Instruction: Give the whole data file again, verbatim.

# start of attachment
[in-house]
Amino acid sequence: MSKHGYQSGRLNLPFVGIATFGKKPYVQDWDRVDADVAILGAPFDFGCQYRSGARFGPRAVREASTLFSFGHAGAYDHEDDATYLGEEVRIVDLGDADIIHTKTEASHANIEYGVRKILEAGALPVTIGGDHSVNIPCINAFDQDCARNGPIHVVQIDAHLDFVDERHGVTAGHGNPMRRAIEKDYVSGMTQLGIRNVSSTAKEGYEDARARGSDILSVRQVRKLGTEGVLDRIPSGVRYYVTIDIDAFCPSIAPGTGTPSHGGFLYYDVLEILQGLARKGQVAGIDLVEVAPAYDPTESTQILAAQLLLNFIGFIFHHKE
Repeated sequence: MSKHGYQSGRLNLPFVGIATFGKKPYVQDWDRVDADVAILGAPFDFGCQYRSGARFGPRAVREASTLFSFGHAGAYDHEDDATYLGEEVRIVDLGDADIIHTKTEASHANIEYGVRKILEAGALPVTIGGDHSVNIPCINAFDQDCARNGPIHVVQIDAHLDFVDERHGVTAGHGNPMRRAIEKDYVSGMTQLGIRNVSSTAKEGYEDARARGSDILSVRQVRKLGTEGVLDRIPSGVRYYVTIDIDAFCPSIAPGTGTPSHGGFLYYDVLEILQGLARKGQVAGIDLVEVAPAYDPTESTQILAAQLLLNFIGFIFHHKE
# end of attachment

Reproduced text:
[in-house]
Amino acid sequence: MSKHGYQSGRLNLPFVGIATFGKKPYVQDWDRVDADVAILGAPFDFGCQYRSGARFGPRAVREASTLFSFGHAGAYDHEDDATYLGEEVRIVDLGDADIIHTKTEASHANIEYGVRKILEAGALPVTIGGDHSVNIPCINAFDQDCARNGPIHVVQIDAHLDFVDERHGVTAGHGNPMRRAIEKDYVSGMTQLGIRNVSSTAKEGYEDARARGSDILSVRQVRKLGTEGVLDRIPSGVRYYVTIDIDAFCPSIAPGTGTPSHGGFLYYDVLEILQGLARKGQVAGIDLVEVAPAYDPTESTQILAAQLLLNFIGFIFHHKE
Repeated sequence: MSKHGYQSGRLNLPFVGIATFGKKPYVQDWDRVDADVAILGAPFDFGCQYRSGARFGPRAVREASTLFSFGHAGAYDHEDDATYLGEEVRIVDLGDADIIHTKTEASHANIEYGVRKILEAGALPVTIGGDHSVNIPCINAFDQDCARNGPIHVVQIDAHLDFVDERHGVTAGHGNPMRRAIEKDYVSGMTQLGIRNVSSTAKEGYEDARARGSDILSVRQVRKLGTEGVLDRIPSGVRYYVTIDIDAFCPSIAPGTGTPSHGGFLYYDVLEILQGLARKGQVAGIDLVEVAPAYDPTESTQILAAQLLLNFIGFIFHHKE